Personnel: George Doering (guitar, mandolin, ukulele); Larry Saltzman (guitar, mandolin); Dean Parks, Andrew Synowiec, John Goux (guitar); Doug Livingston (lap steel guitar); Michael Witcher (dobro); Noam Pikelny (banjo); Gabe Witcher (violin, fiddle); Robin Olson, Tamara Hatwan , Bruce Dukov, Julie Gigante, Natalie Leggett, Roger Wilkie, Josefina Vergara (violin); Thomas Diener, Brian Dembow (viola); Timothy Loo , Andrew Shulman (cello); Tommy Morgan (harmonica); Dan Higgins (clarinet, saxophone); Bill Liston (tenor saxophone); Greg Huckins (baritone saxophone); Willie Murillo, Gary Grant, Daniel Fornero (trumpet); William Frank "Bill" Reichenbach Jr. (trombone); Marc Shaiman, Randy Kerber (piano); Larry Goldings (Hammond b-3 organ); Michael Valerio (upright bass); Jimmy Johnson , Leland Sklar, Neil Stubenhaus (electric bass); John "J.R." Robinson (drums); Alex Acu?a, Luis Conte (percussion); Scott M. Riesett (drum programming).
Recording information: Capitol Studios, Hollywood, CA; Over At Marc & Scott's, New York, NY; The Marc Shaiman Institute, Los Angeles, CA; the Record Plant, Hollywood, CA; Westlake Recording Studios, Hollywood, CA.
Photographer: Julia Kennedy.
Arranger: Marc Shaiman.
Bette Midler's 2014 effort, It's the Girls!, finds the legendary vocalist paying homage to female girl groups from the '40s, '50s, and '60s. Never one to be underestimated, however, Midler also brings the homage full circle with a reworking of TLC's 1995 R&B hit "Waterfalls." Midler's 14th studio album and 25th album overall, It's the Girls! follows up her successful compilation Memories of You. Though it represents an all-new effort in the studio, It's the Girls! nonetheless feels like a retrospective, a return to the cabaret and theatrical style of her early career. Working with veteran producers Marc Shaiman and Scott Riesett (both of whom previously helmed albums by Harry Connick, Jr., Mariah Carey, and others), Midler frames her resonant vocal chops with lush arrangements that, while reverential to the original recordings, certainly allow her to express her own personality on each song. Here, we get Midler's take on such classics of '60s girl group pop as the Ronettes' "Be My Baby," the Chiffons' "One Fine Day," and the Supremes' "You Can't Hurry Love." Elsewhere, she turns her attention to more golden-age vocal group standards like the Andrews Sisters' "Bei Mir Bist du Sch?n" and the Chordettes' "Mr. Sandman." These are brightly produced songs perfectly suited to Midler's vocal style, stage bravado, and cheeky sense of humor. ~ Matt Collar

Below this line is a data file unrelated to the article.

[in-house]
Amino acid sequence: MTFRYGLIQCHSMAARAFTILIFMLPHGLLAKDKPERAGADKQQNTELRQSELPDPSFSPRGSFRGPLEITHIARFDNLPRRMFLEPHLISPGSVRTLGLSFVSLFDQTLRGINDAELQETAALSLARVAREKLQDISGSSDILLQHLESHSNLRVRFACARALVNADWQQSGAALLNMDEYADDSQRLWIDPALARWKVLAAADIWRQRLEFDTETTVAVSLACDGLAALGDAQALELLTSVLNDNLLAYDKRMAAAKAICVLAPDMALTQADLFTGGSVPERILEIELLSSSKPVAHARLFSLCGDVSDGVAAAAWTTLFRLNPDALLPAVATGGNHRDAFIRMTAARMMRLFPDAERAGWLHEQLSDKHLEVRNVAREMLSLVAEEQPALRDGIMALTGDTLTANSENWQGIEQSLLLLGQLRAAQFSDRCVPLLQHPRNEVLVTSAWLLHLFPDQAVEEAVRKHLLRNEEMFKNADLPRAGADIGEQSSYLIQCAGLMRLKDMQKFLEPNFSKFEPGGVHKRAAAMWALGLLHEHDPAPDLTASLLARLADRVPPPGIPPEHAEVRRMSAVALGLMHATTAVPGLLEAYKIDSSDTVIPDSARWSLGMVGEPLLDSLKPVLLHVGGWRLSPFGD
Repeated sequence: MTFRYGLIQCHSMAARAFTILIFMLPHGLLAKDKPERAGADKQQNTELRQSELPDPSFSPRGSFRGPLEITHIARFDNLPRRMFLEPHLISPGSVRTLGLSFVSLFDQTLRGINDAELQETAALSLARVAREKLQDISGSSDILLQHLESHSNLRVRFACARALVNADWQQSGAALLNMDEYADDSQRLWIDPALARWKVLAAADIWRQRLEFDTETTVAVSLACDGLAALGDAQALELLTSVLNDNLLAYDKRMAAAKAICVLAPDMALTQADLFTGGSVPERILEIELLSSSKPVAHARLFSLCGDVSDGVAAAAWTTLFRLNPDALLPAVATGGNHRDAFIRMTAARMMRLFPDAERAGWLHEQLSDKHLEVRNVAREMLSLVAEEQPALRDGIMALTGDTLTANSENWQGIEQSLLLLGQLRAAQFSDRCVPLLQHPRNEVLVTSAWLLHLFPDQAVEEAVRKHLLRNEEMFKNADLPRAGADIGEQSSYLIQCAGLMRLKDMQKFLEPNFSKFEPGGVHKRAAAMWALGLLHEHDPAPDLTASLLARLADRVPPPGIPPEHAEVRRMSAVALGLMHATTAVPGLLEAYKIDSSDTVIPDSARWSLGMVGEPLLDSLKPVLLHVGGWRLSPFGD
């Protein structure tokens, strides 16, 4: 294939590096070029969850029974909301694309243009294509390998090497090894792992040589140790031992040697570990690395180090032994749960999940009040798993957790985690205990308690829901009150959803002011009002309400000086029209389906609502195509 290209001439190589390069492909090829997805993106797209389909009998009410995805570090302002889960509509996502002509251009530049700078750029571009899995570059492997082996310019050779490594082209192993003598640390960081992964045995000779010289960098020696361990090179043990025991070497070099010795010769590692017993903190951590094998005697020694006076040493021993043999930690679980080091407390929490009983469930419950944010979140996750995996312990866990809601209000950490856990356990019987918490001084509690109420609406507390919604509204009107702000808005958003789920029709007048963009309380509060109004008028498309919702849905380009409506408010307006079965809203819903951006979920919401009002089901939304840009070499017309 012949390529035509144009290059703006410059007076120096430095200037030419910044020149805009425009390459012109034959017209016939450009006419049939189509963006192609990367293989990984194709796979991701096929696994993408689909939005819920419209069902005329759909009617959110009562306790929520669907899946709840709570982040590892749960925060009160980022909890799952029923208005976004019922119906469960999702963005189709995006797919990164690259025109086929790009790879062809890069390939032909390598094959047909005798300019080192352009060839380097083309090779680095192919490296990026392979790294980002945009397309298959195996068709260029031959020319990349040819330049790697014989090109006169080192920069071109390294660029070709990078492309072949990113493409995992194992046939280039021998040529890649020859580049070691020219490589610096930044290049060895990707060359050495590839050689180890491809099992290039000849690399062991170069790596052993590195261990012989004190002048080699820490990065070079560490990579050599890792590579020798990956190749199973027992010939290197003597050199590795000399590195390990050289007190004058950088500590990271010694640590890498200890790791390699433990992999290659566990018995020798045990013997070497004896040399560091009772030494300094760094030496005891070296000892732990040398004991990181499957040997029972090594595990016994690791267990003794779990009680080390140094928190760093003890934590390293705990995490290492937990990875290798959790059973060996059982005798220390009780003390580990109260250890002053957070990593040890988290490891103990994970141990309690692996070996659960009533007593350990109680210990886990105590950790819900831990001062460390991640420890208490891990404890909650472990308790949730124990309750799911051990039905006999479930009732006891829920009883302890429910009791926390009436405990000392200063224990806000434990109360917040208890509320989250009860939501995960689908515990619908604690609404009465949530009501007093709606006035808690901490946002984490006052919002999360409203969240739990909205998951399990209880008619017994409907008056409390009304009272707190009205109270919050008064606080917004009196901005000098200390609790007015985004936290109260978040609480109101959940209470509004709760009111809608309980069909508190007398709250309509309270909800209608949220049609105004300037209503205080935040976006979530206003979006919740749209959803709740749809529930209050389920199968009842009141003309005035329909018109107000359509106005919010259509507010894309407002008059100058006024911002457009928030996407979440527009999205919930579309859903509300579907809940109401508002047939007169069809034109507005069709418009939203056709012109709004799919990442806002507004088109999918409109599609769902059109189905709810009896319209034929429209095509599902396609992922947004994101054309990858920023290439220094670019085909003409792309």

Rolling Stone - 3.5 stars out of 5 -- "The good news is that Midler has a voice that's rich enough to reanimate any pop standard - see her showstopping version of the Shirelles' 'Baby It's You,' which she reinvents as a gospel-flavored ballad."